Dive In!

Exploring The Charles River's Health

If you live in Boston or Cambridge, you’re likely familiar with the

Charles River

You may have visited the Charles River’s parks, walked or cycled along its paths, or even kayaked through its waters…

But Would You Swim In The Charles River?

What Does 'Swimmability' Mean?

Swimmability is the measure of whether a body of water is safe to swim in. The river's ecosystem is complex, and many factors impact its health and safety. Scroll to the next slide to learn more about what these are.

River Health Factors

Let's Explore What Impacts The Charles River's Health.

Mouse over the diagram below!

Part 1: Sewage Contamination

How Have E. coli Levels Changed Over Time?

Since the 1980’s, E. coli levels and fecal coliform levels (another indicator of sewage contamination) have decreased dramatically over time.

Explore the average levels E. coli measured for each year since 1989 by hovering over the bar chart, and explore how E. coli levels have changed at specific water testing sites by clicking or brushing over their locations along the river.

Select by:

What Has Caused These Improvements?


Dramatic decreases in E. coli levels can be attributed to the near elimination of combined sewage overflows (CSOs) into the Charles.

Explore some of the major infrastructure improvement projects that led to reductions in CSOs entering the Charles River by hovering over the chart.

CSOs occur when combined sewer systems, which collect both domestic sewage and rainwater runoff, exceed their capacity. Instead of transporting the wastewater to a treatment plant, the untreated mix gets discharged directly into nearby bodies of water.

Though this practice was previously commonplace in Boston and Cambridge, a 1984 ruling under the Clean Water Act mandated a program to protect Boston Harbor from sewer system pollution. CSO reduction efforts began shortly after.

What Impacts Water Quality Today?


E. coli levels fluctuate rapidly in the Charles River, and much of this variation is caused by large rain events. Stormwater run-off can wash bacteria into the river, and on occasion large rain events still trigger combined sewer overflows, which discharge untreated sewage into the Charles.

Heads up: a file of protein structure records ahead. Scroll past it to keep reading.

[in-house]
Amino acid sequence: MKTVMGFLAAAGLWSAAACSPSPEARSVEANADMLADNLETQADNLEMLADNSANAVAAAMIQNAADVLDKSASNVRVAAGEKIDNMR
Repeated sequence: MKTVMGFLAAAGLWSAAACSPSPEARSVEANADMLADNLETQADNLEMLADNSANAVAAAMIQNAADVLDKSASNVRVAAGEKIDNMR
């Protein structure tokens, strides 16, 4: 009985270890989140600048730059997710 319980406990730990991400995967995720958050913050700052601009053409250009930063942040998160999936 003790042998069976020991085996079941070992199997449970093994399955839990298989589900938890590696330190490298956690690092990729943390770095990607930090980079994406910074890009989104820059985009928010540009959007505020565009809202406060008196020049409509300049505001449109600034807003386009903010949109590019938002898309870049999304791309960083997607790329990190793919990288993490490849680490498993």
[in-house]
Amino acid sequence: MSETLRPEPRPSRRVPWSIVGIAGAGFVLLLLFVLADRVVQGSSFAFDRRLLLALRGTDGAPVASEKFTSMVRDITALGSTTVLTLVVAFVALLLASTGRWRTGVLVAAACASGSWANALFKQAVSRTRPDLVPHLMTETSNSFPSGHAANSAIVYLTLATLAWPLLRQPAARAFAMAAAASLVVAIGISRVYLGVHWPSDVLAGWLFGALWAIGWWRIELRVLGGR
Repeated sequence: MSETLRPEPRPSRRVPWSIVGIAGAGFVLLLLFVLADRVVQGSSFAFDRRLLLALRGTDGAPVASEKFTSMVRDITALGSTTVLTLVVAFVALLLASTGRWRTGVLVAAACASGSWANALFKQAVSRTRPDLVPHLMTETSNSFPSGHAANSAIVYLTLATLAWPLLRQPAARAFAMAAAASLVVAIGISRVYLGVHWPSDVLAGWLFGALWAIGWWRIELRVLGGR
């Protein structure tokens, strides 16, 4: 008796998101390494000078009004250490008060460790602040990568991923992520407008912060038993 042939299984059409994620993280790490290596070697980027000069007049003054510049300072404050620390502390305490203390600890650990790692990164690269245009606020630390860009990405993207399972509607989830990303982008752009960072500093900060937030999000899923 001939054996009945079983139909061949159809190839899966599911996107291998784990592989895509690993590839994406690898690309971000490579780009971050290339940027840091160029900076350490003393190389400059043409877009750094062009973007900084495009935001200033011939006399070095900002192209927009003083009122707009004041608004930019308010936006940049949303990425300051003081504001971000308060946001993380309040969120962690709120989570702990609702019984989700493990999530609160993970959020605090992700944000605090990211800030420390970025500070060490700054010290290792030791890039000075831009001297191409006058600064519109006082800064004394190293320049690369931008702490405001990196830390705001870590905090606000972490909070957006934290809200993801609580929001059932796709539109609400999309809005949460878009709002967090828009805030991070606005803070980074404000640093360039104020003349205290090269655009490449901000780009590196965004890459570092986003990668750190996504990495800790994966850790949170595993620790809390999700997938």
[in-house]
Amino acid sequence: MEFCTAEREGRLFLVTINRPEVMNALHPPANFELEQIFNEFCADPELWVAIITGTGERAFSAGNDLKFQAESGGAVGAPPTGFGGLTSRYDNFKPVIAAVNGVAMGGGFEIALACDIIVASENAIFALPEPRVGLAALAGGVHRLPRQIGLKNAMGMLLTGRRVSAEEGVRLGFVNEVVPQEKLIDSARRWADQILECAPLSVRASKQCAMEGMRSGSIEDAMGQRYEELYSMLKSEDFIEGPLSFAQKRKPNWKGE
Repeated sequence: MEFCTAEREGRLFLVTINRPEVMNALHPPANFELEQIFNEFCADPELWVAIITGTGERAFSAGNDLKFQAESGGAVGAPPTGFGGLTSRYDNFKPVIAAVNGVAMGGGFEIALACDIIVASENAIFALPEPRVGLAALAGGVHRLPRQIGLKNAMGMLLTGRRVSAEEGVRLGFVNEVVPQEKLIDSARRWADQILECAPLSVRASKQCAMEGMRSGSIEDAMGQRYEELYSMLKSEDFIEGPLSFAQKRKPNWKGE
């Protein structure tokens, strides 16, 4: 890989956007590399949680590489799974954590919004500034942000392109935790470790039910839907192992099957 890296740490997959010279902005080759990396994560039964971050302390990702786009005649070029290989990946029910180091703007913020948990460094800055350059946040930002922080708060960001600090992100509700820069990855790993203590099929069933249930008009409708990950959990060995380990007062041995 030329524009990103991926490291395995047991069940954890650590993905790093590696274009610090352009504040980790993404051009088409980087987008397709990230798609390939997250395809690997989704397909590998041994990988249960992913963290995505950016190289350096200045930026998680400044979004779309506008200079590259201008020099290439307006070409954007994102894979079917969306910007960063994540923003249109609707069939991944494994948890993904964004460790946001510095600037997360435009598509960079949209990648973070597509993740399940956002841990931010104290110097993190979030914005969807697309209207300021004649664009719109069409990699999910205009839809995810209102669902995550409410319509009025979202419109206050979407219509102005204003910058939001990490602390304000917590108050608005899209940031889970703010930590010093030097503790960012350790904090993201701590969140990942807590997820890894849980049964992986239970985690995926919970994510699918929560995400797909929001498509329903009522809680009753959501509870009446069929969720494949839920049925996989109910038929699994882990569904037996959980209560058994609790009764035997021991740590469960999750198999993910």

During the summer of 2018, Northeastern Ph.D. Candidate Max Rome sampled the Charles River at North Point Park in Cambridge for E. coli (almost) every day. Using this interactive chart, explore the days that surpassed state regulations for swimming (which pertain to both daily and 5-day average measures) and how they coincide with rain and wet weather days.

What Does That Mean For Swimmability?


In 2018, the EPA reported that the Charles River met swimming standards 53% of the time. However, Max’s daily testing at North Point Park shares a more optimistic picture for swimming. Part of this is due to the fact that E. coli levels tend to be lower during the summer, when most people would want to swim in the river. Additionally, some areas of the river tend to have lower bacterial counts than others.

Click here to see what Max’s testing shows

Suitable for swimming
Unswimmable due to E. coli levels

Part 2: Cyanobacteria

Cyanobacteria Blooms Limit Swimmability

Every summer, cyanobacteria blooms exceed levels safe for recreational water activity.

The Charles River Watershed Association measures the river water weekly during peak bloom season, and if cyanobacteria levels exceed state guidelines, the Massachusetts Department of Public Health (MDPH) recommends that public advisories be posted for the duration of the bloom.

The MDPH has posted 11 advisories restricting recreational water use for an average of 48 days each year since 2009. Since then, the Lower Basin of the Charles River has had cyanobacteria blooms that have lasted from 2-13 weeks every summer, resulting in dangerous swimming conditions for extended periods of time.

Hover over the bar chart to see how often excessive cyanobacteria levels have made the Charles River unsafe to swim in during summer months.

When Do Blooms Occur?

    Hot Summer Days    

Cyanobacteria grow best in water temperatures above 25°C, or 77°F. This means that cyanobacteria levels are highest during the hot summer months, which unfortunately overlaps with the swimming season in Massachusetts.